The logo is inspired by Saul Bass. whose style has an excellent balance between playfulness and tradition. The choppy lettering of the logo continues through the packaging, POP, and interactive elements. The teal color is only used here, not in any other part of the project, and this ensures that the logo stands out consistently on every package.
The packaging is the primary section of the project. My aim was to create something unlike anything else on the shelf. Current treat packaging across most brands uses a photo of a dog, a photo of the treat, and a logo. I chose to use illustration and pattern because it isn’t something you normally see in the market. The oval shape is also a new to the dog treat shelf. It is just as easy to grip as a box, but stands out visually.
There are 16oz and 32oz containers that come in two flavors and two sizes, resulting in 4 variations of Variety Snaps. The label colors are representative of the flavor, and the base colors are representative of the size of treat. This helps the customer quickly identify what they are looking for. Flavor recognition is also aided by the flavor icons under the name.
One of the phrases that Purina asked me to include is “wholesome goodness” and you can see that on the seal on the top of the package. Originally, the logo was part of the seal, but for simplicity sake I chose to make it a tab that connected to the logo. The lid is clear so the customer can easily see the product since there are no product pictures on the packaging.
On the bottom back is the Find Fido game, which is different on the two flavors. The customer can hunt for different breeds on the two flavors, count up how many of each there are, and input their answers into the website for a coupon.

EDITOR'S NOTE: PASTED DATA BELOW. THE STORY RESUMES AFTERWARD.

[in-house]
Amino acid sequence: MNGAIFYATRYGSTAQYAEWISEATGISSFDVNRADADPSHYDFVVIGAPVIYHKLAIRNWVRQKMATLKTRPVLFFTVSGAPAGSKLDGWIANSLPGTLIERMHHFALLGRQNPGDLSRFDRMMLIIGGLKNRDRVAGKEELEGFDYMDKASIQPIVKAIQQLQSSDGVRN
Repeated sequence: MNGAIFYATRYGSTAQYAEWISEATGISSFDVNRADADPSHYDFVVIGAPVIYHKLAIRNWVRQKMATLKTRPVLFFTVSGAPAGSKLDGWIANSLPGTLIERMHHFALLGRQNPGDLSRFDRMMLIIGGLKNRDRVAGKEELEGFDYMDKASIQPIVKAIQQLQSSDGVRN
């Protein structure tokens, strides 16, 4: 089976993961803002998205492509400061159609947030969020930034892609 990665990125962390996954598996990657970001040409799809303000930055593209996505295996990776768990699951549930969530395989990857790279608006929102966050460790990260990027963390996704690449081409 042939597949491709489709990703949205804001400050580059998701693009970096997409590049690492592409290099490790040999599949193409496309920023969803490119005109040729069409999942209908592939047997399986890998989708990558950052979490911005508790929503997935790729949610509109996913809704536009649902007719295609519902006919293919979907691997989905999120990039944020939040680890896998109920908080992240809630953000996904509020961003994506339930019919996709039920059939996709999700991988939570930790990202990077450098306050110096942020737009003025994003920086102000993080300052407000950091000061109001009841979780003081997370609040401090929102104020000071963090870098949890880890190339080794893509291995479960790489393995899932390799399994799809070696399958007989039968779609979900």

The POP’s aim is to emphasize the treats in an appealing way in the store. It is 55in high and 25 in across. The bulk packaging will go at the bottom, the 32 oz on the middle shelf, and the 16 oz will go on the top. The stripes on the side were an addition to try to add variation of pattern. It can also be seen on my bulk packaging.
The bulk packaging comes in two variations. There is a box for Big Bites and a box for Little Bites. The box shape seems doghouse-like, and is a refreshing change of pace from the oval. There is 10 clear 32oz bags on the inside to keep the product fresh, and the customer can view the product through the peepholes on the side.
Facebook: the facebook page is just an example of how the design aesthetic could go with social media. I have designed a timeline photo and an example of a post.
The counter container is a reusable glass canister that the customer can put treats in. I talked to many people about where they keep their dog treats in the house, and many of them said that they relocate their treats into a cookie jar to look nicer on the kitchen counter. The problem is that the treats lose their branding when this happens. I used two marketing strategies to get customers to buy this canister: continuity and scarcity. Continuity comes into play with the fact that the customer will be less likely to put another brand of treats into the canister, and therefore continue to purchase Variety Snaps. The canister would cost a little extra, but I thought that a good way to make up for this would be a limited time release maybe during the holidays. If the customers can only get it every now and then they will be more likely to purchase it when it is available. That is how I used the principle of scarcity. The proceeds could be donated to the Humane Society to justify the extra cost and give Purina excellent PR.